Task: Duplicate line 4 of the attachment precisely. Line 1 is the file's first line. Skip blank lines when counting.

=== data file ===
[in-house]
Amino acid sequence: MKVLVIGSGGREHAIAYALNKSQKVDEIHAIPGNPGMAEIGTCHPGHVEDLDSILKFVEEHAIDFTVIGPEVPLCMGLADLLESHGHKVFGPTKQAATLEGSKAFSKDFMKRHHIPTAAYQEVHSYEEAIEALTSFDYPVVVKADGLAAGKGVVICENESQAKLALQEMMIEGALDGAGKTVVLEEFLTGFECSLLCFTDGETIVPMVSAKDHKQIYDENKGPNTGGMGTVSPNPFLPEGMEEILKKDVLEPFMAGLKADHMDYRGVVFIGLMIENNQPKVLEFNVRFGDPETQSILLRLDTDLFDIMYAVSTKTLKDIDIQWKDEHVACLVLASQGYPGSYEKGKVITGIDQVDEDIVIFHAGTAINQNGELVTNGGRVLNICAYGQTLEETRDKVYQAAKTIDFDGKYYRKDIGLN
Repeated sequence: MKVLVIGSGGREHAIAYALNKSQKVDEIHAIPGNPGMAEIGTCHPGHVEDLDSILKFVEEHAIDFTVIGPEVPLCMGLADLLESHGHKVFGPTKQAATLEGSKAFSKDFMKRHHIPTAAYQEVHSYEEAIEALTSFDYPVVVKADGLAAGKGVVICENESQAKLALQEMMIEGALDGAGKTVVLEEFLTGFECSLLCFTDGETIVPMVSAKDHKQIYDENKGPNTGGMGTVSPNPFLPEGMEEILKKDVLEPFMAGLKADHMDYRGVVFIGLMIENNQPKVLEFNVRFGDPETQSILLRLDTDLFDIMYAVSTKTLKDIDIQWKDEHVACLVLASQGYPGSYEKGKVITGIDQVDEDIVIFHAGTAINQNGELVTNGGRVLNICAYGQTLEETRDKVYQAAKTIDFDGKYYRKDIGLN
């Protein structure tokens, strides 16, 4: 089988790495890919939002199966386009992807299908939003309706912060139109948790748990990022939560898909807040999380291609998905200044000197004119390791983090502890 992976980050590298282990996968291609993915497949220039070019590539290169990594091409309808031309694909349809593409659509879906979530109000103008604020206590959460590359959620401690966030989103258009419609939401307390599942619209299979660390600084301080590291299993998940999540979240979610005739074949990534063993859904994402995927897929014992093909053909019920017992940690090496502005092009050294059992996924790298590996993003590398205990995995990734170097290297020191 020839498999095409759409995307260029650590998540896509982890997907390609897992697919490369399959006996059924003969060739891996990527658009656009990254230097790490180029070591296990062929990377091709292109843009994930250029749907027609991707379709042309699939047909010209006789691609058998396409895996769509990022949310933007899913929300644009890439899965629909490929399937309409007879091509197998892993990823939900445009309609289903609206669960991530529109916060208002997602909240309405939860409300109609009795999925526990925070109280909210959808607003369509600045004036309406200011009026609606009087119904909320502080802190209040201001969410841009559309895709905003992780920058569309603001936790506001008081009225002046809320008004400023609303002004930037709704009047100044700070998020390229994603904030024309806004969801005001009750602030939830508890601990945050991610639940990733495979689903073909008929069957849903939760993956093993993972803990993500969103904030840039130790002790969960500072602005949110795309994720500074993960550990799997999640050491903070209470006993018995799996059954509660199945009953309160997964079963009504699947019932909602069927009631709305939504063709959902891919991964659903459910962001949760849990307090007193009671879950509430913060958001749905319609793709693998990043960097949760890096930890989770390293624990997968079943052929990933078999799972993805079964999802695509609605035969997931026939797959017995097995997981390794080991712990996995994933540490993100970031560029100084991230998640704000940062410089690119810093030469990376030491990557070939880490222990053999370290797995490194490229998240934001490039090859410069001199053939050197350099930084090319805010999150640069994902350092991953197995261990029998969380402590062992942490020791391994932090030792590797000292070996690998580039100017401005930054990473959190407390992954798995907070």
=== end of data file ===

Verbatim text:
């Protein structure tokens, strides 16, 4: 089988790495890919939002199966386009992807299908939003309706912060139109948790748990990022939560898909807040999380291609998905200044000197004119390791983090502890 992976980050590298282990996968291609993915497949220039070019590539290169990594091409309808031309694909349809593409659509879906979530109000103008604020206590959460590359959620401690966030989103258009419609939401307390599942619209299979660390600084301080590291299993998940999540979240979610005739074949990534063993859904994402995927897929014992093909053909019920017992940690090496502005092009050294059992996924790298590996993003590398205990995995990734170097290297020191 020839498999095409759409995307260029650590998540896509982890997907390609897992697919490369399959006996059924003969060739891996990527658009656009990254230097790490180029070591296990062929990377091709292109843009994930250029749907027609991707379709042309699939047909010209006789691609058998396409895996769509990022949310933007899913929300644009890439899965629909490929399937309409007879091509197998892993990823939900445009309609289903609206669960991530529109916060208002997602909240309405939860409300109609009795999925526990925070109280909210959808607003369509600045004036309406200011009026609606009087119904909320502080802190209040201001969410841009559309895709905003992780920058569309603001936790506001008081009225002046809320008004400023609303002004930037709704009047100044700070998020390229994603904030024309806004969801005001009750602030939830508890601990945050991610639940990733495979689903073909008929069957849903939760993956093993993972803990993500969103904030840039130790002790969960500072602005949110795309994720500074993960550990799997999640050491903070209470006993018995799996059954509660199945009953309160997964079963009504699947019932909602069927009631709305939504063709959902891919991964659903459910962001949760849990307090007193009671879950509430913060958001749905319609793709693998990043960097949760890096930890989770390293624990997968079943052929990933078999799972993805079964999802695509609605035969997931026939797959017995097995997981390794080991712990996995994933540490993100970031560029100084991230998640704000940062410089690119810093030469990376030491990557070939880490222990053999370290797995490194490229998240934001490039090859410069001199053939050197350099930084090319805010999150640069994902350092991953197995261990029998969380402590062992942490020791391994932090030792590797000292070996690998580039100017401005930054990473959190407390992954798995907070």